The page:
- by Randy Anthony V. Pabulayan and Jaime C. Cabarles Jr. (completed March 2003)
The investigation was conducted in Brgy Agsalanan, Dingle, Iloilo from February to November 2002 The study was done to determine the effectiveness of herbal medicine compared to antibiotics in treating and controlling the chronic respiratory diseases and fowl pox among native chicken and to evaluate the level of learning among farmers before and Ace the study.
The study conducted was a community-based participatory action research involving farmer-cooperators as treatment applicators and data gatherer. Two groups were made; one was assigned to use herbal medicine while the other used commercial antibiotics to control CRD. A pre-test was done to evaluate the levels of learning among farmer-cooperators in raising native chicken and the same set of questionnaires given after the study to verify the effectiveness of technology transfer through research.
About 61 percent of the farmer-cooperators arc in 39 to 59 years of age. Majority (77.8 percent) of them is married. Most of them tilt the farm, planting rice, corn and vegetables as main source of living. Raising hogs and poultry becomes the secondary source of income by nearly all of the farmer-cooperators (77.78 percent).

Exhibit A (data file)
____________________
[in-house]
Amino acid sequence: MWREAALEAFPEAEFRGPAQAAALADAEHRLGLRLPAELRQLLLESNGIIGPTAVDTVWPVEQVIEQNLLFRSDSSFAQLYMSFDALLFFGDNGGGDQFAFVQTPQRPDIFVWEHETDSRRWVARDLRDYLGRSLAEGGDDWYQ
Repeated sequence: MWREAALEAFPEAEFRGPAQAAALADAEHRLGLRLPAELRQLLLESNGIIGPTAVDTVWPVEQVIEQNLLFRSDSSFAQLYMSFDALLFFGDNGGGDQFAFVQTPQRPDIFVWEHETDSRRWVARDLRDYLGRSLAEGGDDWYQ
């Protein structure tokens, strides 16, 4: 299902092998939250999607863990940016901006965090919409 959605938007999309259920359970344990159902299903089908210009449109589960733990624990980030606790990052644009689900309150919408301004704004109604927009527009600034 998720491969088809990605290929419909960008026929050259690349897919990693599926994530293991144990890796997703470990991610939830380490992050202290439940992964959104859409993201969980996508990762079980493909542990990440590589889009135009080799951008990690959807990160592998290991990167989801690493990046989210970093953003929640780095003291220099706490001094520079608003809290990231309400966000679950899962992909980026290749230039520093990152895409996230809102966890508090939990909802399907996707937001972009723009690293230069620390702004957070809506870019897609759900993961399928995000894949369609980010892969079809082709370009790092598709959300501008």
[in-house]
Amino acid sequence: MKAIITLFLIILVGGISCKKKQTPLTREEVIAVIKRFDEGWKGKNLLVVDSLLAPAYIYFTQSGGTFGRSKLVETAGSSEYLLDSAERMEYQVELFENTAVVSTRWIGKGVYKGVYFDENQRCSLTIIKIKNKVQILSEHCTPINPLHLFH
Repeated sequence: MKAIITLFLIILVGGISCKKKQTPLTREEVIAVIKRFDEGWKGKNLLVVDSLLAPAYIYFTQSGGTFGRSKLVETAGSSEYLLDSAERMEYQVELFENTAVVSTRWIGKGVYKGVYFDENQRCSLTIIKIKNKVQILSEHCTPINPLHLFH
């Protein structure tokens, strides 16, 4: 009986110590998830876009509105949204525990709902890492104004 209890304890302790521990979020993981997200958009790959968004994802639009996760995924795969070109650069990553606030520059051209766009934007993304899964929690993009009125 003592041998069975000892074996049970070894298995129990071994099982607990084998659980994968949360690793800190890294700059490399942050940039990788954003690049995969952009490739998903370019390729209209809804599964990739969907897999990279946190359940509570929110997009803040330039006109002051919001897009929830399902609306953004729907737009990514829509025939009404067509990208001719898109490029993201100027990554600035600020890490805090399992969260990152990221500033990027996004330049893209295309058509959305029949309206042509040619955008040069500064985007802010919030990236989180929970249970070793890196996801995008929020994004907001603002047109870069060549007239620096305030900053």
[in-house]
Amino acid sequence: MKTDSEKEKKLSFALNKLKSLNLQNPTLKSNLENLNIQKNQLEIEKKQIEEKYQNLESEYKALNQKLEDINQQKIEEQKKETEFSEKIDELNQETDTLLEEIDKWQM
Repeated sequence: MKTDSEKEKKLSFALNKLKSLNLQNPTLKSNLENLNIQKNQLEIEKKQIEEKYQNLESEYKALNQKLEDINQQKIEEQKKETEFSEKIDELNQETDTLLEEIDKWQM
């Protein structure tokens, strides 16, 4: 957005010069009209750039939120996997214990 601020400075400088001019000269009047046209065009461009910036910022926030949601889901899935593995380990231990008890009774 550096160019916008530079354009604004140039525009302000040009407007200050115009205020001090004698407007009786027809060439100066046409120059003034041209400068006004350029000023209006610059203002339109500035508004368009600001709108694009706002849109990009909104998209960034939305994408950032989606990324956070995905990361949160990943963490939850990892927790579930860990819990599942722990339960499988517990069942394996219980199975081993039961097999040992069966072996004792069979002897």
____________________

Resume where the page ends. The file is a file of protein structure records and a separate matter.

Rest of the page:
The findings of the explorations revealed a non-significant difference in the total number of chicks hatched, number of chicks infested with CRD and the number of poults sold between the antibiotic user group and herbal user group Either of the antibiotic or herbal (e.g. ripe fruit of native red hot pepper, green leaves of pigeon pea and makabuhay vine) could be used effectively in controlling the CRD and fowl pox.
Farmer-cooperators were glad of this study conducted in their place because they learned a lot about native chicken production. They are now equipped with all the knowledge in different aspects of the technology. Farmer-cooperators arc challenging their fellow farmer to raise native chicken because it needs less care and management. They expect for a brighter future of the native chicken industry.
The study then recommends for a further study of the above-mentioned herbal as to what specific level could effectively control CRD and other diseases and to explore further the possibility of other herbal to be used as medicine to native chicken diseases. To extension organization, participatory action research is on effective tool to transmit the finding, of research station to the farmer clienteles. Enough guidance is extended, and personal testimonies of farmer-cooperator strengthen the belief of his fellow farmers.